Published On: Fri, Jun 26th, 2020

A coup at the Social Economic Council (SER)

SER St. Maarten

By Hilbert Haar

When any government announces the “restructuring” of a board or of any organization that is supposed to be independent from the political decision makers, I always become a bit suspicious. The questions that come to mind are always the same: why and why now? When Prime Minister Silveria Jacobs recently announced a restructuring of the Social Economic Council (SER) my alarm bells went off – and they seldom fail me.

What is it exactly that bothers our Prime Minister whose department of General Affairs is responsible for the SER? An evaluation – really, the PM needed one – showed that “the current makeup of the employer-representatives on the board are not in line with the principles of the SER.”

A visit to the SER-website shows that all positions on the board – from the chairman down to the nine board members – are vacant. The light’s on but there is nobody home.

According to a press release from PM Jacobs, the board consisted of the Chamber of Commerce (two members) and the Hospitality and Trade Association (one member) as the reps for employers and the Windward Islands Chamber of Labor Unions for the employees plus two independent experts. A closer look establishes that two of the union-seats are for the WIFOL, and  one for the WICSU/PSU unions. The teachers union (WITU) is not represented.

The SER website shows that there are vacancies for two independent experts, two employers organizations and three union-representatives.

That is. Indeed, not balanced, because according to the national ordinance Social Economic Council the board should consist of three members “that can be considered as representatives of the private sector,” three members from employee-circles (read: unions) and three independent experts. Dutch nationality is not a requirement.

These board members step down every three years but they can be re-appointed immediately without a sweat, also if they have been re-appointed before. That did not happen: hence all the vacancies and the PM’s desire to restructure the board.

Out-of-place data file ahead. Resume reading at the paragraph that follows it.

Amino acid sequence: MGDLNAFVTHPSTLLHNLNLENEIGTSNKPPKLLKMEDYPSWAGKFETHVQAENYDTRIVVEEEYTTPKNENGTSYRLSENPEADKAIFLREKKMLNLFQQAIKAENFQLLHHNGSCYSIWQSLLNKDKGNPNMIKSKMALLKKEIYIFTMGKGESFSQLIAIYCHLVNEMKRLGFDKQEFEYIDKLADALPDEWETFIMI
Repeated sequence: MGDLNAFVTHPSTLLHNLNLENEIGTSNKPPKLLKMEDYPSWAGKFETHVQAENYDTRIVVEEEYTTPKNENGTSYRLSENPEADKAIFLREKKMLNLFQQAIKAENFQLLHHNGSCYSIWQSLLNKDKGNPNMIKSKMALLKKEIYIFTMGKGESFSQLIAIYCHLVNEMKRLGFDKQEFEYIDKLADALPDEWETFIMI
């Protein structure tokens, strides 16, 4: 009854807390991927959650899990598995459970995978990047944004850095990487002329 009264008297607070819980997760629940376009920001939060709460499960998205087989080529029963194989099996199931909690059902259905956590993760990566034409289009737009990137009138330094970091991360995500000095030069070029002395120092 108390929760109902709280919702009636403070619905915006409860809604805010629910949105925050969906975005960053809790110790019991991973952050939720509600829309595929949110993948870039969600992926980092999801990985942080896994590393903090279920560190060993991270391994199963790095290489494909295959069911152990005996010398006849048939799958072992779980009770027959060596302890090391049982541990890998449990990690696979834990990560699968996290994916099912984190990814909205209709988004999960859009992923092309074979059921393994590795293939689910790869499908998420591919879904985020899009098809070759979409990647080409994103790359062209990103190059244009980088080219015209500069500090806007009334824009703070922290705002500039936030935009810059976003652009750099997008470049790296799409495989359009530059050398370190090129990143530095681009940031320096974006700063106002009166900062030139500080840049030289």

I asked around about what is happening here and one thing popped up almost automatically: criticism of the Chamber of Commerce’s membership. That is, by any standards, not an employers-organization. It is at best a record keeper and service provider that executes legal tasks for the government. So if Jacobs intends to restructure the SER, the first thing she ought to do is kick the Chamber of Commerce out.

But low and behold: in April the Chamber of Commerce obtained a mandate “to facilitate the creation of an employers-organization” the press release from the prime minister states. The idea was to create an umbrella organization that is open to membership for “various employers-organizations.”

And who are they going to let in the door? Get this: government-owned companies like the harbor, the airport, TelEm and GEBE. Oh, the Indian Merchants Association and the Chinese Merchant Association are also welcome.

What is driving these decisions? It’s speculation time and I welcome anybody who feels the need to correct me. The United People’s party has a strong presence in the Chamber of Commerce and it has a strong dislike for the SHTA – the largest private sector employers-organization) because of its consistent position against corruption. You don’t have to be a history-buff to know that the UP is well-versed in corruption – just consider the election-scandals and the recent conviction of its founder Theo Heyliger.

I am not sure about this, but sources tell me that the possible inclusion of the Indian and Chinese Merchant Associations also point to the UP: the National Alliance would rather die than promote these organizations. True or false? Just let my readers know.

Bringing government-owned companies to the party is another questionable move. Up to now, they never had a seat and that makes sense to me: how can government-owned companies suddenly become the advisor of the government that owns them? Weird. It all feels, as one source told me “as a coup by the UP, executed by the National Alliance.”

The national ordinance Social Economic Council does offer some clues as to who should be allowed to sit on the board of the SER. Organizations that represent either employers or employees have to substantiate their representativeness once every five years based on their number of active members. Question: has this ever been done?

Jacobs’ press release leaves other questions unanswered. For instance: who gave the Chamber of Commerce the mandate to create an employers-organization? And why does the Chamber of Commerce get such a prominent role in this process while there are objective standards to assess credentials for SER-membership?

The final responsibility still lies with Jacobs as the minister of General Affairs. The members of the SER are nominated by her and appointed by national decree.

Once the new board is in place it will become apparent what the SER will have become: a puppet of the government or a cherished independent advisor.


Related news:
Prime Minister Jacobs awaiting SER restructure